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Keane, J. T.0000-0002-4803-5793
Poston, M. J.0000-0001-5113-1017
Additional Information:© 2016 Macmillan Publishers Limited. Received 13 July 2015; Accepted 21 January 2016; Published online 23 March 2016. This project was supported in part (M.A.S., R.S.M. and D.J.L.) by NASA’s SSERVI VORTICES node, the Lunar Reconnaissance Orbiter (M.A.S. and D.A.P.) and the NASA Lunar Advanced Science and Exploration Research (LASER) programme (J.T.K. and I.M.). We thank L. L. Hood for sharing insight on palaeomagnetic data. We dedicate this project to Arlin Crotts, who passed shortly after the completion of this paper. These authors contributed equally to this work. M. A. Siegler, R. S. Miller & J. T. Keane Author Contributions: M.A.S. posed the fundamental true polar wander question (with M.J.P.), identified contributors needed to address key elements of the hypothesis, and provided the near-surface thermal and ice stability models from models developed by D.A.P. R.S.M. developed and performed the analyses of neutron datasets, including the determination of hydrogen abundance and spatial distribution, as well as the multi-dataset correlation, statistical and admixture analyses. J.T.K. performed all true polar wander analyses, identified the PKT as the plausible cause of the reorientation and produced all figures. M.L. provided critical input, including results from his previously published thermal evolution model of the lunar interior. D.A.P., I.M. and D.J.L. contributed expertise related to the interpretation of thermal, gravity and orbital geochemistry science. M.J.P. and A.C. contributed expertise regarding long-term volatile stability models. M.A.S., R.S.M. and J.T.K. were the primary authors, with M.L., D.A.P., I.M., D.J.L., M.J.P. and A.C. providing additional contributions and assisting with the review of the paper. The authors declare no competing financial interests.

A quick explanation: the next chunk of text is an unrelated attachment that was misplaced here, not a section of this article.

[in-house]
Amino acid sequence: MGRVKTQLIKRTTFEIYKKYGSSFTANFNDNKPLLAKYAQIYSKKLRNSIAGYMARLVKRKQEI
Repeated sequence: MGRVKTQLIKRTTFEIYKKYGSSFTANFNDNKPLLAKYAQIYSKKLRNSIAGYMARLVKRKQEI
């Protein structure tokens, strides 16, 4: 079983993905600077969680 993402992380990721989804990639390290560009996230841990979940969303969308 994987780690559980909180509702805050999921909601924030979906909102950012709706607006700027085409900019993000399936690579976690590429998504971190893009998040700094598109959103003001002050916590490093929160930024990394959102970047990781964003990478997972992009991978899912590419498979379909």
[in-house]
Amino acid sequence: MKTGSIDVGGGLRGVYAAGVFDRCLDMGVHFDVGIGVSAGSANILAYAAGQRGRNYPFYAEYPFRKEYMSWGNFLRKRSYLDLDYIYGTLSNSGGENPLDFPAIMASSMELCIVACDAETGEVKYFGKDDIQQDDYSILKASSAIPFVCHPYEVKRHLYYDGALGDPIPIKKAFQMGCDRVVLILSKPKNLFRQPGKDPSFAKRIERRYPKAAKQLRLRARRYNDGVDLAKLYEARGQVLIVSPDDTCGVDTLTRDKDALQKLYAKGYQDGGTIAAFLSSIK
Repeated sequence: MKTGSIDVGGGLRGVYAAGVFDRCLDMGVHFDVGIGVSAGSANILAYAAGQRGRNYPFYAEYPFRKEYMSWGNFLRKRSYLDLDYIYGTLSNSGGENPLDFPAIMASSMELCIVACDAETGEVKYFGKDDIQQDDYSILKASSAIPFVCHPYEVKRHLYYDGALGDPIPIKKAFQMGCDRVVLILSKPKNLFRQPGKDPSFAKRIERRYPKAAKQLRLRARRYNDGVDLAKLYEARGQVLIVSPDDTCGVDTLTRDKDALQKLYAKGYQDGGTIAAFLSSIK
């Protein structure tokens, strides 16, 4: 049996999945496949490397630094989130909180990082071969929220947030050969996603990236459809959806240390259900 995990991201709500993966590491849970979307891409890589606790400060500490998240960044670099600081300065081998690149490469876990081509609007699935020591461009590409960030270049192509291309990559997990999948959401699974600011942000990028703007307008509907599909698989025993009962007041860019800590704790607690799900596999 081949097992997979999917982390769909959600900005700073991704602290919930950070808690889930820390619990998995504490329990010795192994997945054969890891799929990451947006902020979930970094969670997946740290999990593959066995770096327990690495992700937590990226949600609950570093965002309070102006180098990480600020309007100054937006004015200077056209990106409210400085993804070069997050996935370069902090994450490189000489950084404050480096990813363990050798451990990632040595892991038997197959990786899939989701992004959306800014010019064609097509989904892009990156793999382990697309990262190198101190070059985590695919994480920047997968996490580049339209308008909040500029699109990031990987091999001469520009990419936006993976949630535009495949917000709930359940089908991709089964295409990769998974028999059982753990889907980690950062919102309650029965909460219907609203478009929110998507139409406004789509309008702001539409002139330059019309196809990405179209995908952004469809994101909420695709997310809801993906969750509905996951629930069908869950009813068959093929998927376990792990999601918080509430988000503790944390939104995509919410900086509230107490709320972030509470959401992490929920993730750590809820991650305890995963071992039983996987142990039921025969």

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Issue or Number:7595
Record Number:CaltechAUTHORS:20160328-102629698
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Usage Policy:No commercial reproduction, distribution, display or performance rights in this work are provided.
ID Code:65699
Deposited By: Tony Diaz
Deposited On:28 Mar 2016 23:11
Last Modified:22 Apr 2020 17:43